I also sense a public narrative that people will use the funding to do nefarious things. From the pilots done thus far, there's really no evidence of that.
Beyond that, studies of analogous programs have shown benefits in health, certainly in terms of mental health, educational attainment, and housing stability. So, I think support exists for the idea that this will benefit Chicago residents on some dimensions. But the questions of how this benefits residents, if everyone benefits equally or if the city should consider doing something more targeted in the future—whether it should support mothers of young children, or individuals who are currently housing unstable—those are the sorts of questions that additional research can really help to shed some light on.
What do you find particularly exciting or intriguing about the Resilient Communities Pilot?
By designing something that is so ambitious and committing to doing a really rigorous evaluation, Chicago has the potential to inform the national conversation around the design of policies of this type and bring a level of nuance to those discussions that I think is warranted, given the gravity of the challenges that people are facing, but also the potential price tag of a policy like this. It deserves nuance. And I think the city is really, excitingly, in a leadership position on that.
I’m also very enthusiastic about the role that the Crown Family School will play. Under the direction of Shantá R. Robinson, they’re going to employ Crown grad students to handle questions from participants, help interview them and pilot staff and collect important research for how we might improve the pilot. Crown also is planning to host public conversations that’ll feature thought leaders on the topic of guaranteed income. All in all, it should fortify our work and be an incredibly valuable experience for students.
The Resilient Communities Pilot is one of several collaborations between the Lab and City of Chicago that focus on strengthening local government. Can you provide other recent, noteworthy examples?
We have existing relationships with, for example, the city's Department of Housing and Department of Family & Support Services, and then agencies like the Chicago Public Schools and City Colleges. We work closely with those organizations to conduct rigorous research, answering questions useful to policymakers, often of an evaluative nature.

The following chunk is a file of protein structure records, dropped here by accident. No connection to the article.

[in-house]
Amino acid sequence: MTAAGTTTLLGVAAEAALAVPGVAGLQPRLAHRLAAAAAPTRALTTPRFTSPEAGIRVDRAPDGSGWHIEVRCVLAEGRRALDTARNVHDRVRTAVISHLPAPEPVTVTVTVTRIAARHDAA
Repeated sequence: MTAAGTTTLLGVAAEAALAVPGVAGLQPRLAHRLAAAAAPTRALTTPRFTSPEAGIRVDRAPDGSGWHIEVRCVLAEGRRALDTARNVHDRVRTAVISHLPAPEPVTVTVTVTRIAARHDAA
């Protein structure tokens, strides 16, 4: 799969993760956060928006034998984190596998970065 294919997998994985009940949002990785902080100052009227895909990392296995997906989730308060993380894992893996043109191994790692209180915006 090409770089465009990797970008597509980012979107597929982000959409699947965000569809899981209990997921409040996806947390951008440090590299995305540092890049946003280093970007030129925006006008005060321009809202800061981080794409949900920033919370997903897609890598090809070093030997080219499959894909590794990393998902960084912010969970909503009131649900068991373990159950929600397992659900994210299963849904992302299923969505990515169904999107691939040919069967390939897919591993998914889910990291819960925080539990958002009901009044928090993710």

Two of the more recent examples I’d point to are a research report we released last August in partnership with Chicago Public Schools that helps the district better understand how widespread homelessness was among Chicago Public School students as well as how it impacted students. That research also helped lift some promising strategies for supporting the students to stay engaged in school.
We’ve also done a lot of work with the city around its COVID-19 response, particularly the use of cash assistance as a strategy for preventing evictions and supporting housing stability. Our work there includes determining ways to improve the application and eligibility verification process, so the city wasn’t inadvertently excluding eligible Chicagoans.
What do you hope to have achieved by the end of the Lab’s participation?
As a researcher, the most important thing to me is that we understand whether the program benefited Chicagoans and that that information is put in the hands of people who can make sound decisions. It's certainly my hope that this will benefit Chicagoans and that the city, state and federal government will make smarter decisions about how to support hardworking Chicagoans in achieving their goals using the results of this study. But, exactly what that will look like, only time will tell.